Date of Award:

1990

Document Type:

Thesis

Degree Name:

Master of Science (MS)

Department:

Family, Consumer, and Human Development

Department name when degree awarded

Family and Human Development

Advisor/Chair:

Gerald R. Adams

Co-Advisor/Chair:

Carol Markstrom-Adams

Abstract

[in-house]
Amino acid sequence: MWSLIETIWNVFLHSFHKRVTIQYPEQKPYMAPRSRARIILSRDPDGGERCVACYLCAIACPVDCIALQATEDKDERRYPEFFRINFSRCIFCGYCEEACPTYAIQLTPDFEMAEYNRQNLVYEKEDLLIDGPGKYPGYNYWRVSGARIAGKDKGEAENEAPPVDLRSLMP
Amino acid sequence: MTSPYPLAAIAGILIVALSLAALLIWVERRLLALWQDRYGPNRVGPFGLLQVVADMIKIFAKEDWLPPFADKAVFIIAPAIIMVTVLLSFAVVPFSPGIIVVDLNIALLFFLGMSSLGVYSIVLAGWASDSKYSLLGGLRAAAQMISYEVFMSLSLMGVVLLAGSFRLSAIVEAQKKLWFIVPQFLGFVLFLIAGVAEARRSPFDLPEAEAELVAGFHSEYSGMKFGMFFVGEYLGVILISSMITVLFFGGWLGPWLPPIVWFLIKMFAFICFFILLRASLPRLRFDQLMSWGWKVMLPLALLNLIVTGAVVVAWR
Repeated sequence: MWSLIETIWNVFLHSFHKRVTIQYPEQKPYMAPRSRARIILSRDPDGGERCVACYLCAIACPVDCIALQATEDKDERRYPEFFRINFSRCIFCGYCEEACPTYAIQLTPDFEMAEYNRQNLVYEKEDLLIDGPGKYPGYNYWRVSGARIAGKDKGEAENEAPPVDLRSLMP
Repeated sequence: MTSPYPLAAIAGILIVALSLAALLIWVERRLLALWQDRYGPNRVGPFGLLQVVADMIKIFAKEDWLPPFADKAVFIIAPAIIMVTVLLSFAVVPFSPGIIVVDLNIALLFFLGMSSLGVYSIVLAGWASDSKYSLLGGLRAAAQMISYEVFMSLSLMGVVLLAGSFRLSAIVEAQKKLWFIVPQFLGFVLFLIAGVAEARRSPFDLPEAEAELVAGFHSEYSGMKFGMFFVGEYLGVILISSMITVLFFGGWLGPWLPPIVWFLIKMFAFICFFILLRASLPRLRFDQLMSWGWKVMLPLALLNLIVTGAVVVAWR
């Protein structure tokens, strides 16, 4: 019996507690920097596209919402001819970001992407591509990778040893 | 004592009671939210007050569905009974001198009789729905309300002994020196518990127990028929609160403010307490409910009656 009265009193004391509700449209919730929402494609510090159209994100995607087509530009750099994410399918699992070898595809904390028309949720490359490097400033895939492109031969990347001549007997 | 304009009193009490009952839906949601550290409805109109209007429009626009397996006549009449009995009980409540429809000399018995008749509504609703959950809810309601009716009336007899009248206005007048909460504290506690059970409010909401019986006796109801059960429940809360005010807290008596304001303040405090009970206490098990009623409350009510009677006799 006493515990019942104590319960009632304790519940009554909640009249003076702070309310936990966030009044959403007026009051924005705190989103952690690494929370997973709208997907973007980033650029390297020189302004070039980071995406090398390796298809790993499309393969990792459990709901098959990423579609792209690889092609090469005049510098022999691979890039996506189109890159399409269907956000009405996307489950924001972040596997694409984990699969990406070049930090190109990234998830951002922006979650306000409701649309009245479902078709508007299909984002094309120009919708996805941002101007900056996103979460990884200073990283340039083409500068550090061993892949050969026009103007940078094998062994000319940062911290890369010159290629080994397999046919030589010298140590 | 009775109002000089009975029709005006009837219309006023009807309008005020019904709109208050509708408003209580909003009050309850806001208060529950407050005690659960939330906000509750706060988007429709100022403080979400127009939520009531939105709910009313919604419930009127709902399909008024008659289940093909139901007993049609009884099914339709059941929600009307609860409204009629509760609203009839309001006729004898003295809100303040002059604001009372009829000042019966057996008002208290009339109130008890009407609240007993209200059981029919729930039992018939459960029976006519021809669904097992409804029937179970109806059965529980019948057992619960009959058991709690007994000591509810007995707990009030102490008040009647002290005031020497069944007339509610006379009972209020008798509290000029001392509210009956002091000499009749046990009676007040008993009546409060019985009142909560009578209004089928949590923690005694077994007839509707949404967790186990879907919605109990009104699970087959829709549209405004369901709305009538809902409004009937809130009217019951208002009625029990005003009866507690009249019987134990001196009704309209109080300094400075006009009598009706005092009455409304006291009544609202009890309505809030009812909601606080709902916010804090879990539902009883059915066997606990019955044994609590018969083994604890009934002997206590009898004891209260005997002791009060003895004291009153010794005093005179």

The purpose of this study was to determine the effect of ideological perspective-taking training on female identity development. The primary hypothesis of the study was that those subjects engaged in the training sessions would show advancement in identity development that exceeded that of normal adolescent development. Ninety-eight subjects were pretested for the study. Attrition due to elimination during prescreening and failure to complete the training phase of the study left 50 subjects. Participants were assigned to a treatment group, an engaged control group, or a maturational control group. Both the treatment and engaged control groups participated in two sessions a week for a 4-week period. Posttesting was completed during the final week of the study. One-way analysis of variance and a repeated measures analysis of variance were computed on the pretest and posttest scores. There were no significant advances in ideological identity for those participating in the training program. Validity and reliability of the dependent measures are assessed and discussed. Implications for future research are presented.

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